AG: Well, I think I would definitely be in the children category. I spend many years working on a book, and by the time it’s ready for the eyes of the world, I have a lot of history with it, in terms of making it, and in terms of what else has happened in my life during those years. It’s very personal. And it takes you a long time to realize that, as with children, every book has its own fate. My first book was a best-seller and got a tremendous amount of attention. And I have other books that I think are just as good, if not better than the first book, that had a very different fate. I published a collection of novellas called “The Practical Heart,” which came out five days before 9/11 happened. As a result, it was lost in the clutter and hysteria around 9/11. But it found its way when it came out in paperback. So every book has its own particular fate and some way in the world. You have to be patient and accepting what happens to each of them. But I think as parents, sometimes the least successful child is the one that you love the most. It’s very personal. 

NOC: Do you have favorites?

AG: I love them all, but I do love the novella. So I think “The Practical Heart,” and my last book, “Local Souls,” are two of my favorite books that I’ve written. 

NOC: Prior to COVID, how did you spend your time outside of working.

AG: I have lots of friends. I’ve been a gardener for my whole life and I’ve loved that. I also draw and paint and keep that alive in some way. I have family that lives in North Carolina, so I’ve spent a lot of time with my two brothers who live here. Also, I have a wonderful, positive social life. That’s been a joy. The writer Michael Malone and I used to put on a performance every Christmas of “A Christmas Carol” at St. Matthew’s Episcopal Church. We gave the ticket money to various local charities and causes and went on for 25 years. Also, I hosted a Halloween house for the community. Sometimes as many as 30 actors playing parts in the house. It got more and more elaborate every year. Sometimes we would have as many as 500 to 600 people come and we had to have crowd control and so forth and so on. Now, I’ve sort of aged out of the physical strength needed to rearrange the furniture and stand up for, you know, three days at a time to get prepared. But it was a wonderful thing when it happened. I’ve really enjoyed Hillsborough as a warm, accepting community.

NOC: Normally, when you have a new release, would you tour the book? How would you promote it?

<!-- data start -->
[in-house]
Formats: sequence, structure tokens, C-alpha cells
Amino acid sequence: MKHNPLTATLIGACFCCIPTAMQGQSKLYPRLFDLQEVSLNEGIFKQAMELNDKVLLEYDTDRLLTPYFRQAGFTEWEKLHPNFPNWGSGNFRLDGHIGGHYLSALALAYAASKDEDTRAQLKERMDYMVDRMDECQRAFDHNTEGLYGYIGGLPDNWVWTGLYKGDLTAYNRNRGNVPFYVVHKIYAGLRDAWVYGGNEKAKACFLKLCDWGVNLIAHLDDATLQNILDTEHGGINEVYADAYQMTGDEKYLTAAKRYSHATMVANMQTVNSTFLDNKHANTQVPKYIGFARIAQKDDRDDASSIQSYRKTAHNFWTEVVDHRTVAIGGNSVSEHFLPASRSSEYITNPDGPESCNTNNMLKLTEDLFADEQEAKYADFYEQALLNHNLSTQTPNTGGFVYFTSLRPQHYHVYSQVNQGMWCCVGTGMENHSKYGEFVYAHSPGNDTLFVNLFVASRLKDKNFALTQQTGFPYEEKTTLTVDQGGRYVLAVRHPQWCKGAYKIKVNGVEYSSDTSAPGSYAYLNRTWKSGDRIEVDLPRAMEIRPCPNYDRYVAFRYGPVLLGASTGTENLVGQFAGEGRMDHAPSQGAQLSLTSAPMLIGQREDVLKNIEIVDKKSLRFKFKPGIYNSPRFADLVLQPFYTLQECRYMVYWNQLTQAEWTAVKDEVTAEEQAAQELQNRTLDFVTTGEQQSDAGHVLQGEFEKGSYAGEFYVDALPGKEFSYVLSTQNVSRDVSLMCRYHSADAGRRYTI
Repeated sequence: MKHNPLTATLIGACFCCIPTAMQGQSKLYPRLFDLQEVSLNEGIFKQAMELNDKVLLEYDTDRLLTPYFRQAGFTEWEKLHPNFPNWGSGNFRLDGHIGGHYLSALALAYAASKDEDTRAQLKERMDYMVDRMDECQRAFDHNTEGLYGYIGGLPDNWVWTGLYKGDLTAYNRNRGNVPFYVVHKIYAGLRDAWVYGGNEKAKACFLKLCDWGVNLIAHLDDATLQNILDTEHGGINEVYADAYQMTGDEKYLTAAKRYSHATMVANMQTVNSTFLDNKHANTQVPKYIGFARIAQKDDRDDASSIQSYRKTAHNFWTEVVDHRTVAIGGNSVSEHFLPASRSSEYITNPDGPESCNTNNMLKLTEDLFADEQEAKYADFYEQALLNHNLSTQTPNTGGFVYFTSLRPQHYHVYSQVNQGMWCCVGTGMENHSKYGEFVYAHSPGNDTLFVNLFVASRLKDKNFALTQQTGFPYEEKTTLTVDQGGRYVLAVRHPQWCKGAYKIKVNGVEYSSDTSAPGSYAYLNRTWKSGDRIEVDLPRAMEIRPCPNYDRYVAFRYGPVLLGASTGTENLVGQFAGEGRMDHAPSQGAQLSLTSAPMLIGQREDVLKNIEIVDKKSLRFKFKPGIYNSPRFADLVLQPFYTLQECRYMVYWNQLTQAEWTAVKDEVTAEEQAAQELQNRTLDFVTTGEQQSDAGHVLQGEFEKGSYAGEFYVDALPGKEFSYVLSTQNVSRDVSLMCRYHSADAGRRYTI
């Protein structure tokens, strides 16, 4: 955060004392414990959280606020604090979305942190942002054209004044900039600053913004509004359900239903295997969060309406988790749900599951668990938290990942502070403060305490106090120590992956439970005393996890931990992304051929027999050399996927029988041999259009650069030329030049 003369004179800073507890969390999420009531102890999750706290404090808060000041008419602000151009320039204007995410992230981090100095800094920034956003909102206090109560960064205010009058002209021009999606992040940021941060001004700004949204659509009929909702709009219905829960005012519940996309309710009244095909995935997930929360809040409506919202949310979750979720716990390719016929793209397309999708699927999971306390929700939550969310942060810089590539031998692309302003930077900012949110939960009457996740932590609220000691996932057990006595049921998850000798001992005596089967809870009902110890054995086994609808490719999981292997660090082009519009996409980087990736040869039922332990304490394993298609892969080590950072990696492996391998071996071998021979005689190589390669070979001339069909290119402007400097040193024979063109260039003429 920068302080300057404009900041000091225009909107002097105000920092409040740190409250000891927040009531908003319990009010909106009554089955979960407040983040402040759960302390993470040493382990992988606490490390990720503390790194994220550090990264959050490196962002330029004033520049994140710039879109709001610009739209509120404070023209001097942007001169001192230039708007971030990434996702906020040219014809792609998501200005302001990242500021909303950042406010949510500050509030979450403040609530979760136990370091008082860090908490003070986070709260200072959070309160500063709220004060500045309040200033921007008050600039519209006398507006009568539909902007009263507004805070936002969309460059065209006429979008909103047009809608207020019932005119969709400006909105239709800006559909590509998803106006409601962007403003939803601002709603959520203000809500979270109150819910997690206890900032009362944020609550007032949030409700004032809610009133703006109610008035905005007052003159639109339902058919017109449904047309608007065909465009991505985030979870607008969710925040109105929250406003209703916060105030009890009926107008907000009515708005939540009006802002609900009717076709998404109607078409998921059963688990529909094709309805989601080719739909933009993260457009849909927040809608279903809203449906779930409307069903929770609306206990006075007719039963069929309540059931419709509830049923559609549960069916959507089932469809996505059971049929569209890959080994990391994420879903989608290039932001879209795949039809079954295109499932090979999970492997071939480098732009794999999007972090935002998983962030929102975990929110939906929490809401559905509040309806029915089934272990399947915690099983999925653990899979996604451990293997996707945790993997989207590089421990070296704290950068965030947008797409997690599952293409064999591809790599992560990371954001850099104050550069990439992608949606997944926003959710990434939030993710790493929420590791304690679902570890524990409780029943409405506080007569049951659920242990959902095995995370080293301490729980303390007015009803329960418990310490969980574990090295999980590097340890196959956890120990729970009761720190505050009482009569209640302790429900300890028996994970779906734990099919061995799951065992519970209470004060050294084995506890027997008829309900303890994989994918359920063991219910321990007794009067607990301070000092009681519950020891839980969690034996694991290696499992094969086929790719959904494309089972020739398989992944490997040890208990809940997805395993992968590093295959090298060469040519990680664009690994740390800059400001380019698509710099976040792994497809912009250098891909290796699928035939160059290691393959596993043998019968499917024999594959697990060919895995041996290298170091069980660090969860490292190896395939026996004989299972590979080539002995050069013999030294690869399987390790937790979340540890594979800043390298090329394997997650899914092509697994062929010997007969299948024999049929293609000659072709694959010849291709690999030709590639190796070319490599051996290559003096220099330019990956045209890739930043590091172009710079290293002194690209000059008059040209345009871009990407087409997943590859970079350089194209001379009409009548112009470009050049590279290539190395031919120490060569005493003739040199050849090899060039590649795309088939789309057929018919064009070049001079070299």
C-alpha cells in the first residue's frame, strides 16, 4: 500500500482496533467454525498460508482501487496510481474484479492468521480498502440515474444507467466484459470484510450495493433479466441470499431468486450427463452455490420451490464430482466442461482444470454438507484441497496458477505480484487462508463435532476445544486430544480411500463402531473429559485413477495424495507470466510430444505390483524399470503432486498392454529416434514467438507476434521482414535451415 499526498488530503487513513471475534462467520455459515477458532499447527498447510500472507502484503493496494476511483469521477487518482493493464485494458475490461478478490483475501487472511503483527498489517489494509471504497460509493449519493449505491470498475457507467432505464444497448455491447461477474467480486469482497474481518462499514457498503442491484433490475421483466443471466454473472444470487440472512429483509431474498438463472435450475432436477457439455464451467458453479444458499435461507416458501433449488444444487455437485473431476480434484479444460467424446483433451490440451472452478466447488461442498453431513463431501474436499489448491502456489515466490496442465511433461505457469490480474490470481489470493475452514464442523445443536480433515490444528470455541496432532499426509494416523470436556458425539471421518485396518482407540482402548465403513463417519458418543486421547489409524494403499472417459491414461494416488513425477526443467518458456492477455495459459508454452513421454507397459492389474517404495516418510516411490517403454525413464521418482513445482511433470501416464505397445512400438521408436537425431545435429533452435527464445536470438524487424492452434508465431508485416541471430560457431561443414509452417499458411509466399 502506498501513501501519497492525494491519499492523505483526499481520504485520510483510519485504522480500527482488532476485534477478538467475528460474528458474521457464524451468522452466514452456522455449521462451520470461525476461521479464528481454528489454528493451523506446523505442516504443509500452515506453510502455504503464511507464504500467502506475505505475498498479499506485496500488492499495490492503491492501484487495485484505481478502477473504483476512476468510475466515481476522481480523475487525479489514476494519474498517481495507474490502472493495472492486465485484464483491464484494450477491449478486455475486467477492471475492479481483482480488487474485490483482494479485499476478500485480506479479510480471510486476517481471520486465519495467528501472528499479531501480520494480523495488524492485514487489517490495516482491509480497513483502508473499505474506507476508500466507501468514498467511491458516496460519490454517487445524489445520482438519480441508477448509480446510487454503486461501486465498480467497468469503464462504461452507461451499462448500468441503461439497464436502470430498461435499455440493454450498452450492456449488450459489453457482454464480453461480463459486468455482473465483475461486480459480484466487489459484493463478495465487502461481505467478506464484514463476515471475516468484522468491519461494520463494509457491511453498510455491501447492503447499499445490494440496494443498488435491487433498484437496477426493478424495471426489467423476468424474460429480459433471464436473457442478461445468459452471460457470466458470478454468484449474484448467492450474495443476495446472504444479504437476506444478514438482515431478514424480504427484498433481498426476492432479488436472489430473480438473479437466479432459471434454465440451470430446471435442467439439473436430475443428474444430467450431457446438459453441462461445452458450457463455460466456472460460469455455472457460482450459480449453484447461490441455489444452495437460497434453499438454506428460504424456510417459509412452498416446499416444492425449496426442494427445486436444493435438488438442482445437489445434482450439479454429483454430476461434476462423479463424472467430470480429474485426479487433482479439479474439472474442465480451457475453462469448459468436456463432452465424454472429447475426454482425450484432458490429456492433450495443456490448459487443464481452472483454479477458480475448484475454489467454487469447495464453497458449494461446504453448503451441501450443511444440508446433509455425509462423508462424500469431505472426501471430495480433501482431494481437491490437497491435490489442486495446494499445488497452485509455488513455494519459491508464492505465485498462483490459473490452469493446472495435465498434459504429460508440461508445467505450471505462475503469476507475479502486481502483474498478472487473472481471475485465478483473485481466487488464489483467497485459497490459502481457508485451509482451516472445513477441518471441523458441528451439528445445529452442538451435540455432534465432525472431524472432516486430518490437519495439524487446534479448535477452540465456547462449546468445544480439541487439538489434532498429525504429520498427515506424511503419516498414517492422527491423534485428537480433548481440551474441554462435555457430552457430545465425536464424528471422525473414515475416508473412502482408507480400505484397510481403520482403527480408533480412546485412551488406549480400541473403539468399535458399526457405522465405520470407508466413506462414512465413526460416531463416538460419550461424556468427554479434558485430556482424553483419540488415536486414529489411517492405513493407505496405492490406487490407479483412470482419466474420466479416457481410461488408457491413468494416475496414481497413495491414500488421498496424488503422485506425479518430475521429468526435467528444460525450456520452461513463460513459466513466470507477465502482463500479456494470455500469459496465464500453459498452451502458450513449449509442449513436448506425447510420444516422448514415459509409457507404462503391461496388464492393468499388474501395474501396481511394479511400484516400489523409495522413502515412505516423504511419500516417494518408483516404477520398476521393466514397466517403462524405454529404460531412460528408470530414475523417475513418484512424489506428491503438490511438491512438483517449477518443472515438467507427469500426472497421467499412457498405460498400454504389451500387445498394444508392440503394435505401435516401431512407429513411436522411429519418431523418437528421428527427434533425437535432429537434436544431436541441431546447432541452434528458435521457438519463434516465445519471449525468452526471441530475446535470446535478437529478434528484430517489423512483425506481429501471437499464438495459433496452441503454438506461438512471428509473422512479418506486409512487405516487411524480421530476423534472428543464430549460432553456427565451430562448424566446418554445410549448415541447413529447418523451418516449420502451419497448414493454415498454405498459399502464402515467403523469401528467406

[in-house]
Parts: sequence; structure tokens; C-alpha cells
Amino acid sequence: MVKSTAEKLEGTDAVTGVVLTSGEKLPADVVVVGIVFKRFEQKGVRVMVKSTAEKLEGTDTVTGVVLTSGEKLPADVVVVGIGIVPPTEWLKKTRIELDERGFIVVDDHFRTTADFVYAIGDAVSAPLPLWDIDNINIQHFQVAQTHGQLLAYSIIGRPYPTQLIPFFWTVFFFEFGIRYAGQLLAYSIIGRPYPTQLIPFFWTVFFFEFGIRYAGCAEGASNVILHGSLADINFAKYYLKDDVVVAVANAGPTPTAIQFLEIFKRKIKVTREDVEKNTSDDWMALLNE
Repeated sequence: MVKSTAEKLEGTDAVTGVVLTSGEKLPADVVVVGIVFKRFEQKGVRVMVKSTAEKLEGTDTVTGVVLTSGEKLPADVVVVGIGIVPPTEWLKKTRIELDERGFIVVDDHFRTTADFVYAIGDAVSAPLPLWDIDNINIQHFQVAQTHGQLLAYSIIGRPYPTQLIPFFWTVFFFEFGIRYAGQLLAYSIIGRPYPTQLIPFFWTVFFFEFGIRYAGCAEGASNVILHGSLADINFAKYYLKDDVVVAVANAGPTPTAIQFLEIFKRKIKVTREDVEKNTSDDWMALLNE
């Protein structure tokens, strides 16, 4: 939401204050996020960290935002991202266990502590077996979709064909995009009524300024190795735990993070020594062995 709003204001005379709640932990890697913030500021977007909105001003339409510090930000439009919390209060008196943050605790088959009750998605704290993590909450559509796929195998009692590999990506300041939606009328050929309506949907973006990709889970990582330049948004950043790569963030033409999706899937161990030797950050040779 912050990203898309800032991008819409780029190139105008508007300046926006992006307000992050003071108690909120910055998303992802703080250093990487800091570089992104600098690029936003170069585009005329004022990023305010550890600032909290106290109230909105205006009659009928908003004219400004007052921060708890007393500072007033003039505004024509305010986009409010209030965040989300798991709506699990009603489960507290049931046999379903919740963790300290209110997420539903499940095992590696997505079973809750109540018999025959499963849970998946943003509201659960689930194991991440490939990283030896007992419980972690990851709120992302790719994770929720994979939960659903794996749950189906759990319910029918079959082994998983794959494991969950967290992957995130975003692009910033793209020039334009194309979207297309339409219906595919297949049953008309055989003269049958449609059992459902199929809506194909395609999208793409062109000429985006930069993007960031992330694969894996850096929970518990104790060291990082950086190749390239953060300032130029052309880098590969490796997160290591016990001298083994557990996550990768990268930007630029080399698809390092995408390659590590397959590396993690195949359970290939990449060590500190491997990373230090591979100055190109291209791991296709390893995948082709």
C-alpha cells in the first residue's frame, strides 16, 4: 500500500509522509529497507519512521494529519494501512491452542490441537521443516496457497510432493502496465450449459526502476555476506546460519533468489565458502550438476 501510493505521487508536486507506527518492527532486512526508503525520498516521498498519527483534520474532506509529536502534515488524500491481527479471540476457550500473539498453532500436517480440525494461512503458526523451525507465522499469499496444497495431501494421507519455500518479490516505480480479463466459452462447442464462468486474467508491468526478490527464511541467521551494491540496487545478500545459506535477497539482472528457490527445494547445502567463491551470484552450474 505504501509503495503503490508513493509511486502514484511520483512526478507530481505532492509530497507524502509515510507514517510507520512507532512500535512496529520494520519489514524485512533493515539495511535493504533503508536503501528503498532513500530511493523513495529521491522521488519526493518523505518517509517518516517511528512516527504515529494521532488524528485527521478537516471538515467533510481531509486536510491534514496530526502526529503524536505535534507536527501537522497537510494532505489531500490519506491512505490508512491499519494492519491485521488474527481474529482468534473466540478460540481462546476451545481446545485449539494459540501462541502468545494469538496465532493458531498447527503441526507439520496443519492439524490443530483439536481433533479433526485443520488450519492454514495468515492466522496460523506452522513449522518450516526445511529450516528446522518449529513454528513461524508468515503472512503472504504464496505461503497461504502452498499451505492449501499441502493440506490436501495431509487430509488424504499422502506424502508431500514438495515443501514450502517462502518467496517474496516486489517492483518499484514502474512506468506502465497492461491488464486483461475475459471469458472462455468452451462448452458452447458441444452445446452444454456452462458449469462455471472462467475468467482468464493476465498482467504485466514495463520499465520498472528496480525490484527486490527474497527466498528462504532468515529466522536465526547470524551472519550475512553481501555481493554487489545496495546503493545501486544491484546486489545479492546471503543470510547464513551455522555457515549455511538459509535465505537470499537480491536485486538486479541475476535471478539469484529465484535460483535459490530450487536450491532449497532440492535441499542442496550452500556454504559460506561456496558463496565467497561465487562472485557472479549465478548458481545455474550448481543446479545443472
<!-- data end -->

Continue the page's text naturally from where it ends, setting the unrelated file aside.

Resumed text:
AG: Usually, I would be traveling. With my first book, I traveled to 36 cities in a row. It was tiring to say the least. But I think I would ordinarily be traveling. But I’m happy to be at home, and the book will have to find its own way. I do interviews like this and conversations. But I think the industry has changed along with everything else in terms of the pandemic. But the good news is that people are reading more than they used to. I hope that will bring a new audience to the world of fiction. 

NOC: Do you do much reading?

AG: I read all the time. It’s a great joy. I think writers have to read and should be reading constantly, and I do that. It’s my single most intense pleasure. 

NOC: Do you have favorites?

AG: I love 19th-century fiction, English and American and Russian novels. So, Dickens and Henry James, George Eliot, Mark Twain and Melville, Whitman, Emily Dickinson. All the usual suspects. I learned a lot from the great masters and I read them and re-read them. 

NOC: You have a way with choosing simple words to elegantly tell your stories. How does that come to you?

AG: It’s a combination of being a natural storyteller and a born talker. I believe that people are inherently eloquent when they’re telling their own stories. And I try to find a story and a voice that go together. There’s always the difference between the first draft, where you put everything in, and the final draft, where you’ve been very selective and polish them exactly as you want them. One of the trade secrets is reading your work aloud. That’s a very important part. Many of my stories can be put into plays on stage because I’ve read them aloud many times. There’s a musical component to fiction. I am not interested in vocabulary words that are big and fancy. I want to use all the words that are most available to them, so they (the readers) don’t have to look up anything in the dictionary.

“The Uncollected Stories of Allan Gurganus” by Allan Gurganus is available at Purple Crow Books in Hillsborough and other booksellers.